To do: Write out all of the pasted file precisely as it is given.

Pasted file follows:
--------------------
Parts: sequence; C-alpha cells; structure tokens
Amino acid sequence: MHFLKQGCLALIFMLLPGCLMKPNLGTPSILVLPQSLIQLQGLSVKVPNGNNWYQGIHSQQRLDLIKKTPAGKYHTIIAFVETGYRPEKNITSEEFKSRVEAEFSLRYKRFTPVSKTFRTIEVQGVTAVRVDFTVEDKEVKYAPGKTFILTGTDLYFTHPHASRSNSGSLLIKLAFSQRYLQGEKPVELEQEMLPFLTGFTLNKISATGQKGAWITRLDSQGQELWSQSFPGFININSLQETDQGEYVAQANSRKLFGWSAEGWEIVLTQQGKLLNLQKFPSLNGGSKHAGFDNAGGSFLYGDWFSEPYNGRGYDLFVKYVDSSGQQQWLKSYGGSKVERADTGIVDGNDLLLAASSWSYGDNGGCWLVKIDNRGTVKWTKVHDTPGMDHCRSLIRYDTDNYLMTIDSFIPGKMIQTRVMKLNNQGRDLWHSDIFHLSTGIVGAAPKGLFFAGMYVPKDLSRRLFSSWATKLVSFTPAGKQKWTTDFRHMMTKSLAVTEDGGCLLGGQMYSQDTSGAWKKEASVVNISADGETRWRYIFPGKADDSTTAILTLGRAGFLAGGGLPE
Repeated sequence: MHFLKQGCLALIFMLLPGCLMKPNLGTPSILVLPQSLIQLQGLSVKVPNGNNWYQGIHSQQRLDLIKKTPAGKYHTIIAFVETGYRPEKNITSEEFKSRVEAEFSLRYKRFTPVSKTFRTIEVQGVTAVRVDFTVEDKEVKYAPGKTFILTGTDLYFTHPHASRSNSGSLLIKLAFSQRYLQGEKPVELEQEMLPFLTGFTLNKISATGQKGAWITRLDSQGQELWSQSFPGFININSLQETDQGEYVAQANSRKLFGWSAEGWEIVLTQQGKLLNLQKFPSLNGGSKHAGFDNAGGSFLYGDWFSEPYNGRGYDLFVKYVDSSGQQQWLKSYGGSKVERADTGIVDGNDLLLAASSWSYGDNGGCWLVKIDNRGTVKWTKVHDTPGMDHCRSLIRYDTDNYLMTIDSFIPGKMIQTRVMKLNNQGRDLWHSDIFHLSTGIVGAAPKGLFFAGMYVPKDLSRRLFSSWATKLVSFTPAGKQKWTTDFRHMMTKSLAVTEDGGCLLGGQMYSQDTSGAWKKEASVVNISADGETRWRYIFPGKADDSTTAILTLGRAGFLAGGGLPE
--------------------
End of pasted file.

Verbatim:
Parts: sequence; C-alpha cells; structure tokens
Amino acid sequence: MHFLKQGCLALIFMLLPGCLMKPNLGTPSILVLPQSLIQLQGLSVKVPNGNNWYQGIHSQQRLDLIKKTPAGKYHTIIAFVETGYRPEKNITSEEFKSRVEAEFSLRYKRFTPVSKTFRTIEVQGVTAVRVDFTVEDKEVKYAPGKTFILTGTDLYFTHPHASRSNSGSLLIKLAFSQRYLQGEKPVELEQEMLPFLTGFTLNKISATGQKGAWITRLDSQGQELWSQSFPGFININSLQETDQGEYVAQANSRKLFGWSAEGWEIVLTQQGKLLNLQKFPSLNGGSKHAGFDNAGGSFLYGDWFSEPYNGRGYDLFVKYVDSSGQQQWLKSYGGSKVERADTGIVDGNDLLLAASSWSYGDNGGCWLVKIDNRGTVKWTKVHDTPGMDHCRSLIRYDTDNYLMTIDSFIPGKMIQTRVMKLNNQGRDLWHSDIFHLSTGIVGAAPKGLFFAGMYVPKDLSRRLFSSWATKLVSFTPAGKQKWTTDFRHMMTKSLAVTEDGGCLLGGQMYSQDTSGAWKKEASVVNISADGETRWRYIFPGKADDSTTAILTLGRAGFLAGGGLPE
Repeated sequence: MHFLKQGCLALIFMLLPGCLMKPNLGTPSILVLPQSLIQLQGLSVKVPNGNNWYQGIHSQQRLDLIKKTPAGKYHTIIAFVETGYRPEKNITSEEFKSRVEAEFSLRYKRFTPVSKTFRTIEVQGVTAVRVDFTVEDKEVKYAPGKTFILTGTDLYFTHPHASRSNSGSLLIKLAFSQRYLQGEKPVELEQEMLPFLTGFTLNKISATGQKGAWITRLDSQGQELWSQSFPGFININSLQETDQGEYVAQANSRKLFGWSAEGWEIVLTQQGKLLNLQKFPSLNGGSKHAGFDNAGGSFLYGDWFSEPYNGRGYDLFVKYVDSSGQQQWLKSYGGSKVERADTGIVDGNDLLLAASSWSYGDNGGCWLVKIDNRGTVKWTKVHDTPGMDHCRSLIRYDTDNYLMTIDSFIPGKMIQTRVMKLNNQGRDLWHSDIFHLSTGIVGAAPKGLFFAGMYVPKDLSRRLFSSWATKLVSFTPAGKQKWTTDFRHMMTKSLAVTEDGGCLLGGQMYSQDTSGAWKKEASVVNISADGETRWRYIFPGKADDSTTAILTLGRAGFLAGGGLPE